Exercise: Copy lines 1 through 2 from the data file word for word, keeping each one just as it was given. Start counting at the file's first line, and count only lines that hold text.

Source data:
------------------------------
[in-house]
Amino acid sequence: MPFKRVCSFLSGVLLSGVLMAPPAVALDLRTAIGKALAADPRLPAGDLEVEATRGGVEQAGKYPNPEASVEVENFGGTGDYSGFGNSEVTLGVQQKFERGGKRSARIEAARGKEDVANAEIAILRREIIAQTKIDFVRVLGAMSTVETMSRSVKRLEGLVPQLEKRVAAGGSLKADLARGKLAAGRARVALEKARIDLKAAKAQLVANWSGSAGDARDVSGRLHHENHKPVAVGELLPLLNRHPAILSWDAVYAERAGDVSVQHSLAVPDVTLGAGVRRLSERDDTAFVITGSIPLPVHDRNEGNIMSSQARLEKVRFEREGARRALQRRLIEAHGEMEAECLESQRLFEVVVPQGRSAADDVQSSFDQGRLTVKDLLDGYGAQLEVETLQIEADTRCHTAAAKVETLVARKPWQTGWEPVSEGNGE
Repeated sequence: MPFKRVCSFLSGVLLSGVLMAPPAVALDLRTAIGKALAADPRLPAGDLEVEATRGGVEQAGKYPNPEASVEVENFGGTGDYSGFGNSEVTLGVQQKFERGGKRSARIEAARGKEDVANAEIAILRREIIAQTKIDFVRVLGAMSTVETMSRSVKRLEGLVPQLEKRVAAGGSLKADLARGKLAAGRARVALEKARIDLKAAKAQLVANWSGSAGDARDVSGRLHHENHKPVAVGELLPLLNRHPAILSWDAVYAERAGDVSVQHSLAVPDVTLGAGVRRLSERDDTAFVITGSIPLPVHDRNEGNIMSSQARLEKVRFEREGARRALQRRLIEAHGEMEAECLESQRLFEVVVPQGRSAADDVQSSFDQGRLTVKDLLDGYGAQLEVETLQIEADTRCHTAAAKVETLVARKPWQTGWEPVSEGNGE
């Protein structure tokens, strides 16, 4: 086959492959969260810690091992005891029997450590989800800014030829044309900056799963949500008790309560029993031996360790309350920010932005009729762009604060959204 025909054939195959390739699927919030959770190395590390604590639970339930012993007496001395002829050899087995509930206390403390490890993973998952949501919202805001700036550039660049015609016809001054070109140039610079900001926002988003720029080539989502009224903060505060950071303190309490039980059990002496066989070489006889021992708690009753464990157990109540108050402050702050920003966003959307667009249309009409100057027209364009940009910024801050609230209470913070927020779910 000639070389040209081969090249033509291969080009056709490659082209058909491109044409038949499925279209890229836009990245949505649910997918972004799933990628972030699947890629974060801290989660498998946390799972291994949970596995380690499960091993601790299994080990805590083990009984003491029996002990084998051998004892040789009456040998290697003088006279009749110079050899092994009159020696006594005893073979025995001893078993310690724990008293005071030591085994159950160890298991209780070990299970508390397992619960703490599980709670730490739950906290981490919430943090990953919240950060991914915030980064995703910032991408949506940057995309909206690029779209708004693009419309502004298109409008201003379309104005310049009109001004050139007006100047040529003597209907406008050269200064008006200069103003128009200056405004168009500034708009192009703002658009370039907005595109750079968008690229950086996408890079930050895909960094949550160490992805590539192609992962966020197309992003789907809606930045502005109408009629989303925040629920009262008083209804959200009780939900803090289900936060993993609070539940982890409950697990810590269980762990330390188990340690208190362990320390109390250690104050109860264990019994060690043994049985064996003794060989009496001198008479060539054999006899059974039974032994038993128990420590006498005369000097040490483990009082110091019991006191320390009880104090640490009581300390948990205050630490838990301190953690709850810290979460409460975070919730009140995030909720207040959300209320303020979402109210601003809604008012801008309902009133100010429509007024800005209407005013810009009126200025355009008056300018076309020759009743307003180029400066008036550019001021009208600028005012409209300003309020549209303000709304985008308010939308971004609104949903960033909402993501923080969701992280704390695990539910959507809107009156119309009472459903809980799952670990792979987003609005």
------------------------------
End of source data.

[in-house]
Amino acid sequence: MPFKRVCSFLSGVLLSGVLMAPPAVALDLRTAIGKALAADPRLPAGDLEVEATRGGVEQAGKYPNPEASVEVENFGGTGDYSGFGNSEVTLGVQQKFERGGKRSARIEAARGKEDVANAEIAILRREIIAQTKIDFVRVLGAMSTVETMSRSVKRLEGLVPQLEKRVAAGGSLKADLARGKLAAGRARVALEKARIDLKAAKAQLVANWSGSAGDARDVSGRLHHENHKPVAVGELLPLLNRHPAILSWDAVYAERAGDVSVQHSLAVPDVTLGAGVRRLSERDDTAFVITGSIPLPVHDRNEGNIMSSQARLEKVRFEREGARRALQRRLIEAHGEMEAECLESQRLFEVVVPQGRSAADDVQSSFDQGRLTVKDLLDGYGAQLEVETLQIEADTRCHTAAAKVETLVARKPWQTGWEPVSEGNGE